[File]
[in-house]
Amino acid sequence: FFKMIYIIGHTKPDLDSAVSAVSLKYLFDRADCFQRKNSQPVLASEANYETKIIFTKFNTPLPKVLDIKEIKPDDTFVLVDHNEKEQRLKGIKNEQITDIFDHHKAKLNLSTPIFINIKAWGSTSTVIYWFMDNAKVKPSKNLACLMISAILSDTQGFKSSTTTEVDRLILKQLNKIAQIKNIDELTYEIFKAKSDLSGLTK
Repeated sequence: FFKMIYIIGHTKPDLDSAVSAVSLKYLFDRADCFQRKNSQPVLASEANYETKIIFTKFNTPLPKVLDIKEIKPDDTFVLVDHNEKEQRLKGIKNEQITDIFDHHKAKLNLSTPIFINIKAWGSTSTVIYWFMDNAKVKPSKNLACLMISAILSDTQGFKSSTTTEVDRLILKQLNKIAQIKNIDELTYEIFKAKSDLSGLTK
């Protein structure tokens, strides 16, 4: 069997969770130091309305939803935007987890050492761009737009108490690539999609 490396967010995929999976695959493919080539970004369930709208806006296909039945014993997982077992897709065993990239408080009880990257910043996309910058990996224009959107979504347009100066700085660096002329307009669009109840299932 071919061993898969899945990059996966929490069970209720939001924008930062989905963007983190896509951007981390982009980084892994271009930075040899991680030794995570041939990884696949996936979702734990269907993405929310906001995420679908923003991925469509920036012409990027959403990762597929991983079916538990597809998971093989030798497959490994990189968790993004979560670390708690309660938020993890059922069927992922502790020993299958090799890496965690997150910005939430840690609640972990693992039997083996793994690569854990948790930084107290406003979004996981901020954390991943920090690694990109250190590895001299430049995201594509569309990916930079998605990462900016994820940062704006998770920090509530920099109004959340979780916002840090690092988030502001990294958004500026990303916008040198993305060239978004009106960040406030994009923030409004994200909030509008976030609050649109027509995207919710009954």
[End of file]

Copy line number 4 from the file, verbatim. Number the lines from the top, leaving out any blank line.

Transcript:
């Protein structure tokens, strides 16, 4: 069997969770130091309305939803935007987890050492761009737009108490690539999609 490396967010995929999976695959493919080539970004369930709208806006296909039945014993997982077992897709065993990239408080009880990257910043996309910058990996224009959107979504347009100066700085660096002329307009669009109840299932 071919061993898969899945990059996966929490069970209720939001924008930062989905963007983190896509951007981390982009980084892994271009930075040899991680030794995570041939990884696949996936979702734990269907993405929310906001995420679908923003991925469509920036012409990027959403990762597929991983079916538990597809998971093989030798497959490994990189968790993004979560670390708690309660938020993890059922069927992922502790020993299958090799890496965690997150910005939430840690609640972990693992039997083996793994690569854990948790930084107290406003979004996981901020954390991943920090690694990109250190590895001299430049995201594509569309990916930079998605990462900016994820940062704006998770920090509530920099109004959340979780916002840090690092988030502001990294958004500026990303916008040198993305060239978004009106960040406030994009923030409004994200909030509008976030609050649109027509995207919710009954």